When the Kansas City Royals won the World Series in 2015, they did so on the backs of what we’ve been calling the ‘core’ for years now. This group of players was the youth movement around which General Manager Dayton Moore had built his team, and for better or worse that’s why it took him until his seventh full season with the club to grab a winning record. These things take time. Even Theo Epstein, who at 43 years of age already has a case as the greatest General Manager of all time, needed to burn out a few terrible years in Chicago before winning a World Series.
In 2011, a total of nine Royals prospects made the Baseball America Top 100, a list of the top 100 prospects for the following year in all of baseball. For your wonderful viewing pleasure, here’s a fantastic picture of what this group looked like six Februaries ago:
From left to right, those names are:
John Lamb, Chris Dwyer, Wil Myers, Jake Odorizzi, Mike Montgomery, Christian Colon, Danny Duffy, Mike Moustakas, and Eric Hosmer.
A few months before that picture was taken, the Royals had traded Zack Greinke, another homegrown player from half a decade previous, in order to acquire Odorizzi, alongside Lorenzo Cain, Alcides Escobar, and Jeremy Jeffress. The Royals would also benefit from the success of Salvador Perez and Jarrod Dyson, two very useful homegrown players who somehow never sniffed a top prospect list. Less than two years after the picture was taken, the Royals would leverage Odorizzi, Montgomery, and Myers for James Shields and Wade Davis.
So when the Royals hoisted the World Series trophy in 2015, it was no surprise as to how they got their rings. Wins Above Replacement isn’t a perfect or all-encompassing statistic, but it is a fantastic way to evaluate players’ total contributions to the team. In 2015, per Fangraphs’ version of the stat, the Royals accrued a total of 37 WAR, and used 60 players during the year. Cain, Escobar, Hosmer, Moustakas, Duffy, Perez, Dyson, and Davis, alongside Alex Gordon and Yordano Ventura (two top prospects whose prospect success came before and after that 2011 group, respectively) combined for 26.7 WAR. That’s ten players—16.7% of the team’s players—combining for 72% of the team’s total value.
Dexter Fowler, Ian Desmond, Yoenis Cespedes, Kenley Jansen, Edwin Encarnacion, Rich Hill, and Justin Turner were worth 27.7 WAR in 2016. This offseason, they signed for a combined 29 years and $514.5 million, averaging almost $18 million per year. And the Royals ten players, the ones who combined for 26.7 WAR, only made a combined $39.9 million.
Look: Dayton Moore didn’t reach into a top hat, mutter a few magical sounding words, and yank a few trophies out while looking pleased with himself. Rather, he put together an excellent, cost-efficient team, one that leaned heavily on market inefficiencies like defense and a lockdown bullpen.
Although, to be fair, that team was particularly adept at magically pulling wins out of a hat, so Moore was indirectly in command of Royals Devil Magic. A reminder:
*That’s current Royal Jason Hammel pitching to current Royal Salvador Perez, who smacked a ball past the diving glove of the guy (Josh Donaldson) who made the final out in the deciding 2015 American League Championship game into left field to former Royal Jonny Gomes. Baseball!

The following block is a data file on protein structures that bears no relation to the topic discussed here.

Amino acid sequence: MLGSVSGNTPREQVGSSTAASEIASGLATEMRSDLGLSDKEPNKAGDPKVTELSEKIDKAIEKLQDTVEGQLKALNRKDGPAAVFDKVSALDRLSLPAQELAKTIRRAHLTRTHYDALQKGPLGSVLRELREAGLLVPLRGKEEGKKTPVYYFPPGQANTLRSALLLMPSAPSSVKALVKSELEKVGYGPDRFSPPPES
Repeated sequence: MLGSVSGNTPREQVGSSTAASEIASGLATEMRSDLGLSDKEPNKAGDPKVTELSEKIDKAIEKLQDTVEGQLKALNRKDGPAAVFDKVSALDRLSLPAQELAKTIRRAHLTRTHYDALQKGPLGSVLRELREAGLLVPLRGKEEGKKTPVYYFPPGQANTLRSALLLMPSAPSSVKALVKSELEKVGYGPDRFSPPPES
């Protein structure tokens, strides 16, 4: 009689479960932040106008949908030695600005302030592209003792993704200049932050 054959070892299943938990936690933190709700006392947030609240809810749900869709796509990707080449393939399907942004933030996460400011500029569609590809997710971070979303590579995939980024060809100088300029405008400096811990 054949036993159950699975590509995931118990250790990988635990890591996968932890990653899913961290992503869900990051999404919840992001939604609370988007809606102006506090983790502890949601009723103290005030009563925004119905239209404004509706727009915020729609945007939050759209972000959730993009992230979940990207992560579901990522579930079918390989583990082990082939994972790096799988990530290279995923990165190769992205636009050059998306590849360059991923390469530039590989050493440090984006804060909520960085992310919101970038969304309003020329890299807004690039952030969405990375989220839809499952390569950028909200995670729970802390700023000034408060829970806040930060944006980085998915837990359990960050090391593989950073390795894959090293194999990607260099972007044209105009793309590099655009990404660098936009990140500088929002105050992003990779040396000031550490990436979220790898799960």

Building a team of young guys has been the ideal team construction for everybody, from these Royals to the defending champion Chicago Cubs to the 1990s Atlanta Braves and, yes, the new millennium wrecking ball New York Yankees. So here’s the thing: the current Core isn’t young anymore. They are not Benjamin Button, so they’re not getting younger, either. They are aging, and with age comes declining production and health with an inclining salary associated with the bounties of free age.
Yes, the Royals could keep some of their departing players in free agency. But there’s a difference between weathering a young Mike Moustakas being crappy and making $1.4 million and a re-signed older Alex Gordon being crappy and making $14 million (decimals, as always, make a difference, kids). The solution is simple, but it’s the annoying kind of ‘just win more games’ existential solution rather than the simple ‘restart the computer and your frozen web browser will be back to normal’ solution.
That solution is to get a new core. And that core, for better or worse, is in Surprise right now.
This can go one of two ways. If the new core is great, we’ll be seeing a lineup card that features something like Hunter Dozier at third base and hitting third, Ryan O’Hearn at first base and hitting cleanup, Bubba Starling roaming center field and hitting second, and Raul Mondesi doing his best Fransisco Lindor impersonation and hitting leadoff, with a rotation including Matt Strahm, Kyle Zimmer, and Josh Staumont.
If that sounds unlikely to you, you’re probably in the correct frame of reference here. The Royals don’t have any of the blue-chip prospects that they hoarded like crazy cat owners six years ago. Their success has made this specific predicament, which is what it is.
But regardless of how good the 2018, 2019, and 2020 teams are, the Royals’ future is right here, in Surprise. It could be mediocrity! It could be mid-2000s redux! It could be the continuation of the golden age! LOOK AT ALL THE POSSIBILITIES!
So yeah, you could pay attention to Mike Moustakas’ knee. You could see how Danny Duffy looks on the precipice of his new contract. You could keep an eye on Eric Hosmer and see if he is taking steps to increase the loft in his swing. You probably should do all those things.
You could also pay particular attention to the young guys, the prospects. If everything goes well, we’ll be talking about those guys in the same tone as we do regarding Hosmer and Co. in six years. Either way, we don’t have much of a choice. They are the future.